* Norwegian crown supported by Bayer-Algeta deal
* Euro falls after German Ifo, fails to break 7-week high
* Yen gains on soft China housing data, fall in Asian stocks
By Laurence Fletcher
LONDON, Feb 24 (Reuters) - The Norwegian crown jumped to its highest level against the euro in three months, while the yen was higher on Monday as investors sought safe havens after soft China house price data.
The euro gained ground against the dollar early on after a better-than-forecast German business survey, but later fell back to trade lower.
It tumbled 0.8 percent to 8.2737 Norwegian crowns per euro , its lowest level since late November.
While strategists said there was no economic data driving the move, Erica Blomgren, chief strategist in Norway for SEB, pointed to German drug firm Bayer's $2.9 billion deal to buy Norwegian cancer drug maker Algeta, announced on Monday.
The euro rose as high as $1.3772 against the dollar after the closely watched German Ifo survey beat expectations.
But it failed to break through its seven-week high of $1.3773 hit last week, and later fell back to trade 0.1 percent lower at $1.3724, with ECB President Mario Draghi's comments over the weekend that Europe's recovery was "still fragile" weighing on the shared currency.
SEB's Blomgren said she expects the euro to trade around the $1.35 mark or around current levels, supported by investment flows into the euro zone.
"(The economy is) looking better in the euro zone," said Erica Blomgren, chief strategist in Norway for SEB. "Momentum is favouring keeping euro-dollar at high levels."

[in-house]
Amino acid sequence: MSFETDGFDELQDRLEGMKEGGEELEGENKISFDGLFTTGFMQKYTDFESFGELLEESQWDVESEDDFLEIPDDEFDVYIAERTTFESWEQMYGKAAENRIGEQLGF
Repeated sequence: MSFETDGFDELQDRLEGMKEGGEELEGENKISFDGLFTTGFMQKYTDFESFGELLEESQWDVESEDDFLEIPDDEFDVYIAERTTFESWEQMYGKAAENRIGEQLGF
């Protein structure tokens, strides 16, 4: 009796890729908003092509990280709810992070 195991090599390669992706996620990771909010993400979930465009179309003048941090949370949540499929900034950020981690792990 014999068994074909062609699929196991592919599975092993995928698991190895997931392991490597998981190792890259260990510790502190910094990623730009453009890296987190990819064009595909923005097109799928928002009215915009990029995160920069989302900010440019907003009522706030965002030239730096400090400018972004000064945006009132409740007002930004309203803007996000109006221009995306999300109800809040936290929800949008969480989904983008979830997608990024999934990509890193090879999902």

The dollar, meanwhile, was 0.1 percent lower on the day at 102.45 yen though still well off a two-month low of 100.755 yen hit earlier this month.
The rise in home prices in China eased for the first time in 14 months in January, data showed on Monday, raising fresh concerns over the health of an economy that has been a key driver for global growth in recent years.
The Nikkei was down 0.2 percent overnight. The yen and the Nikkei tend to move in opposite directions, with a rally in the index often seen as a signal for speculators to sell the yen and buy higher-yielding currencies, while that trade may be unwound when risk appetite falls.
The yen's strength this year has surprised hedge funds and other investors alike. Many went into this year with bullish bets on the greenback as the U.S. Federal Reserve cut back its bond-buying while the Bank of Japan eased monetary policy further.
"Dollar-yen moves on risk aversion, and when Tokyo stocks are down, dollar/yen is down, even if the reason is a drop-off in activity in its (Japan's) major export market," said Marshall Gittler, head of global FX strategy at IronFX Global.
Gittler pointed to euro zone inflation data for February on Friday as a focus for investors this week.
Group of 20 finance ministers and central bank chiefs agreed at a weekend meeting in Sydney to set a collective gross domestic product (GDP) growth target of 2 percent over the next five years.
Global growth and recent turmoil in emerging markets were in focus at the meeting, but the G20 communique did not hint at significant friction between the advanced and emerging economies.
The dollar index was marginally down at 80.233 after posting its first weekly gain in three weeks last week, largely on minutes from the Federal Reserve's January policy meeting showing that the U.S. central bank's plan to reduce its monthly asset purchases remained intact.
Market participants will be keen to see whether the Fed's tapering commitment offsets any weakness in U.S. economic indicators due this week.
"What was agreed at the G20 meeting, such as setting a 2 percent global growth target, will be forgotten immediately. But tacit approval by other G20 nations for U.S. tapering gives the dollar some support while weighing on emerging currencies," said Yunosuke Ikeda, forex strategist at Nomura Securities.